Corey Curtis: Yeah, up until 1863, African Americans could not fight in any kind of combat role. When the Civil War started, they could be cooks. Maybe they could run supply lines. But they weren't trusted to have weapons. They weren't trusted that they would perform in an appropriate manner. If they were out on the battlefield with weapons, it was thought that the whole battle would just fall apart, and the Union would lose. They just didn't trust them. They didn't think they were capable. So it wasn't until 1863 that Abraham Lincoln finally said, ‘Yes, we'll have them in combat roles.’ They were segregated combat roles, though. Here we had the 29th. And it was an all-Black regiment from Illinois. There was actually a lot of people from Peoria, a lot of African Americans from Peoria, that were in the 29th.

Hannah Alani: Yeah, you mentioned a family of four brothers from the Pekin-Peoria area.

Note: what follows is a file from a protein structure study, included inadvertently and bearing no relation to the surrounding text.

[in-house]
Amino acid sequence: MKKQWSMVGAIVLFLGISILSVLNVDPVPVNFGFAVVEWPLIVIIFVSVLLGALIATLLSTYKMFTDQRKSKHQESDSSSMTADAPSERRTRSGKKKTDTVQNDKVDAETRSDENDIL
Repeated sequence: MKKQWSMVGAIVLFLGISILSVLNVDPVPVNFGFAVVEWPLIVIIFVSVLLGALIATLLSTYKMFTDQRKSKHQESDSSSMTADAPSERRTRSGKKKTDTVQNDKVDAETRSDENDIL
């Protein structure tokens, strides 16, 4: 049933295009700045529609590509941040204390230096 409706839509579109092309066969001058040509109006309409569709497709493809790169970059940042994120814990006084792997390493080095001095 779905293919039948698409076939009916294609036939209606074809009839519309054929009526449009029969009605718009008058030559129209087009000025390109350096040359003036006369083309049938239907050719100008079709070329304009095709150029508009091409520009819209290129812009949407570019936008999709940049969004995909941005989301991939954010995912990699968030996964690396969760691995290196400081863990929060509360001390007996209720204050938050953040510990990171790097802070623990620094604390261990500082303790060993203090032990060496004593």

Corey Curtis: Yeah, the Ashbys.

Hannah Alani: Going back to the Underground Railroad ... A lot of people know the Pettengill house on Moss Avenue. But that's not actually the house where the Underground Railroad stopped. Tell us a bit about the history of the family's homes here in Peoria, and, a bit more about how many — if we know how many — people they actually helped get to freedom?

Corey Curtis: So his original home was where the Civic Center now stands. There's a Preston Jackson statue there, that promotes this being a stop of the Underground Railroad. What would happen is Moses would generally meet the runaway slaves at the river, and take them as quickly as he could to his home, where they would be fed, clothed, and kind of whisked away to the next stop. This home was built around the latter 1830s. And they lived there until around 1862, when they bought the property on Moss.